Improving rare disease diagnostics in Korea: spotlight on Prof Jong-Hee Chae
2024-05-26 23:05:07+09:00(KST)

Widely recognised as one of Korea’s top experts in rare genetic diseases, Prof Jong-Hee Chae serves as Professor in the Department of Clinical Genomic Medicine and Director of the Rare Disease Centre at Seoul National University Hospital (SNUH), one of the country’s leading academic medical institutions.  

Among her many responsibilities, Prof Chae plays a key role in several important projects aimed at improving rare disease diagnostics in Korea. In a recent discussion with Lab Insights, she shared updates on her work and reflections on what’s needed to shorten the diagnostic odyssey for patients.   

Clinical diagnostics at the SNUH Rare Disease Centre

Established in 2010, the SNUH Rare Disease Centre positions itself as the first multi-disciplinary, integrated medical system for rare disease patients in Korea. As Director of the centre, Prof Chae oversees over 70 individual clinics for paediatric and adult patients (she also practises as a paediatric neurologist and sees patients at SNUH Children’s Hospital).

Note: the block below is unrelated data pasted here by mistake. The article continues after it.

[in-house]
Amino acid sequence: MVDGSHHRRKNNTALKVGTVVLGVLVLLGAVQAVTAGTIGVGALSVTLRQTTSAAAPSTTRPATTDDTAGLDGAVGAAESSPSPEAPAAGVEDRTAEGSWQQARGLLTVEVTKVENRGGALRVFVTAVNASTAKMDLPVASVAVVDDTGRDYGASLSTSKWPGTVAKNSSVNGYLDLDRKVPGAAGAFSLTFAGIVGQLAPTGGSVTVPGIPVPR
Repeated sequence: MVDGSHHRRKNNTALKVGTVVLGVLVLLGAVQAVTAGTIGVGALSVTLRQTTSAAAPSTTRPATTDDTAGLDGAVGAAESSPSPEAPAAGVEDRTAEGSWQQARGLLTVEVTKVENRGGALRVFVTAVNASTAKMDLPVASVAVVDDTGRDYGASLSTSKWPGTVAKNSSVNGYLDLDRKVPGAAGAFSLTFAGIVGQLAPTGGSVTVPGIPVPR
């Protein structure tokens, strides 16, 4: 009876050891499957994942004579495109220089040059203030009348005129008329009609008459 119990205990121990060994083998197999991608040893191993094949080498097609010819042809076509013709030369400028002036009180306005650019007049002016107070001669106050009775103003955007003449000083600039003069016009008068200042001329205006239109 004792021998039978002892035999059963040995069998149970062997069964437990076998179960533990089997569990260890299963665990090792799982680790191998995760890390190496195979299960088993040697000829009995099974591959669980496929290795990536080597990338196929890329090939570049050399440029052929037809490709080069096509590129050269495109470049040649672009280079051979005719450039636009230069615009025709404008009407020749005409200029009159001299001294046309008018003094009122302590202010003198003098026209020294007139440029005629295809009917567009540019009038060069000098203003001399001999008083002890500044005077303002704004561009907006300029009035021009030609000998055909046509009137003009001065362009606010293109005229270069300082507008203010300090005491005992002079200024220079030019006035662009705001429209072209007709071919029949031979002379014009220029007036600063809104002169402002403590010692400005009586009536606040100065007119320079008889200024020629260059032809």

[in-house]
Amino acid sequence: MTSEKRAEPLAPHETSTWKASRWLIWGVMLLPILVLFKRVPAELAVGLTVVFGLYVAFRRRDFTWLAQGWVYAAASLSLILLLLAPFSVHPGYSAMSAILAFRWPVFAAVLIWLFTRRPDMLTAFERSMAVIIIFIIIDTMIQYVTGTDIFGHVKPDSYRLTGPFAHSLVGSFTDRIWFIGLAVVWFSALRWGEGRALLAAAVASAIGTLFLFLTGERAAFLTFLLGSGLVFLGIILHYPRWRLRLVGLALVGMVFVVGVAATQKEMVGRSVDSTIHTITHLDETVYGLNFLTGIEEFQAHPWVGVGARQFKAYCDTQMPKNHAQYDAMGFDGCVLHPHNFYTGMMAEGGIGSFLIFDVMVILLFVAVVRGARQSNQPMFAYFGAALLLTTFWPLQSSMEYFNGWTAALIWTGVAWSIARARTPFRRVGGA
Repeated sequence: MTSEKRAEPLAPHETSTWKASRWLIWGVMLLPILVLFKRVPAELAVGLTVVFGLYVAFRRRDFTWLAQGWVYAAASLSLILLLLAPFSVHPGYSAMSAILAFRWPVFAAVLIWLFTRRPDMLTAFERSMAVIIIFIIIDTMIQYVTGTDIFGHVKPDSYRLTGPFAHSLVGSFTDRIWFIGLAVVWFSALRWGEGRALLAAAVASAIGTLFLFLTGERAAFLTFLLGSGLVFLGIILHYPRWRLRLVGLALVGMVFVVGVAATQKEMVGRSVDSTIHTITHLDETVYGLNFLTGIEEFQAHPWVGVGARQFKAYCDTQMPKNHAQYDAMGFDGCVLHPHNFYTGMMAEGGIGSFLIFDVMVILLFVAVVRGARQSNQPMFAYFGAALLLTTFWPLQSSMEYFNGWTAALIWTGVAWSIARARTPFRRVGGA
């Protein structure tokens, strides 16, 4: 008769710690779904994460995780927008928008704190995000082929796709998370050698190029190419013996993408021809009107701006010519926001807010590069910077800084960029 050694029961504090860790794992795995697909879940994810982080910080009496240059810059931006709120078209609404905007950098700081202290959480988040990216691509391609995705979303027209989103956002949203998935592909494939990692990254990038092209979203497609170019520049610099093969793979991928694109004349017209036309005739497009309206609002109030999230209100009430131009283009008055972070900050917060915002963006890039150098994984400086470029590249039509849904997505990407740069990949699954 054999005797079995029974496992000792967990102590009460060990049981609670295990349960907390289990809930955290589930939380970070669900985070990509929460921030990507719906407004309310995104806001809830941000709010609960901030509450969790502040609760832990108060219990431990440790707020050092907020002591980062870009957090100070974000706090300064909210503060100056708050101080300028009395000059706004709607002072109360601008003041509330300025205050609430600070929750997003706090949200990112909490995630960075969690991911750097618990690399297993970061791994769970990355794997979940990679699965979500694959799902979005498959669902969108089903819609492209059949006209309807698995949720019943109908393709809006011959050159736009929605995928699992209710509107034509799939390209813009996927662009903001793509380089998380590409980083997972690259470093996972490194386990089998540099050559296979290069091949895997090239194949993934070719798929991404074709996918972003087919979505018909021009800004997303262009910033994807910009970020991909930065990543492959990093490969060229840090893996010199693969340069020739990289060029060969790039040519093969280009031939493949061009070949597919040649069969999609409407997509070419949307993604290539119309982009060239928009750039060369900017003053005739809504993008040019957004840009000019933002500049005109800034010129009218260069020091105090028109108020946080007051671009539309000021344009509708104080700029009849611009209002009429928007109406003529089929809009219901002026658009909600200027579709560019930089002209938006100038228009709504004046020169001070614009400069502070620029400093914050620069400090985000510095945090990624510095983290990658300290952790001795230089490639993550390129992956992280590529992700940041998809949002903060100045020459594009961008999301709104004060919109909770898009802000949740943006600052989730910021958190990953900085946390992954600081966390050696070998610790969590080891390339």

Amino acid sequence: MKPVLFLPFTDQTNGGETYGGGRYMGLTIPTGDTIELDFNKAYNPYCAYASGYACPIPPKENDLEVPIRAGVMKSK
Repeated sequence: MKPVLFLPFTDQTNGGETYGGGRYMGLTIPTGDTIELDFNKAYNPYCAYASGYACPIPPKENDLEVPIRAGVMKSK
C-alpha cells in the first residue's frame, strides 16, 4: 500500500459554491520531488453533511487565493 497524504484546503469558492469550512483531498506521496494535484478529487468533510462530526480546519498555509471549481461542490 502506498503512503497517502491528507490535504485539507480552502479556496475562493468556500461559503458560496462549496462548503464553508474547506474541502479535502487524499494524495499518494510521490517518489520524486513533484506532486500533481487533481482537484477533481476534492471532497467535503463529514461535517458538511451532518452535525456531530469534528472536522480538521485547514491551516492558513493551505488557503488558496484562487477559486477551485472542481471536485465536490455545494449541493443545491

For patients who are not yet diagnosed, the SNUH Rare Disease Centre offers some of the most sophisticated genetic testing operations in Korea. While most children’s hospitals around the country have the capacity to conduct routine genetic testing, such as with commercially available NGS panels and microarrays, SNUH tends to take on the most complex and challenging cases.

A major area of focus for the SNUH Rare Disease Centre is rapid genomic sequencing of symptomatic patients. Compared to more routine genetic tests, which can often take months to complete, Prof Chae’s centre is typically able to deliver results in a few weeks or less, especially for urgent cases in the neonatal or paediatric intensive care units. These rapid services are not covered by Korea’s national health insurance programme, but funding is sometimes available through the hospital, public health projects, or local NGOs.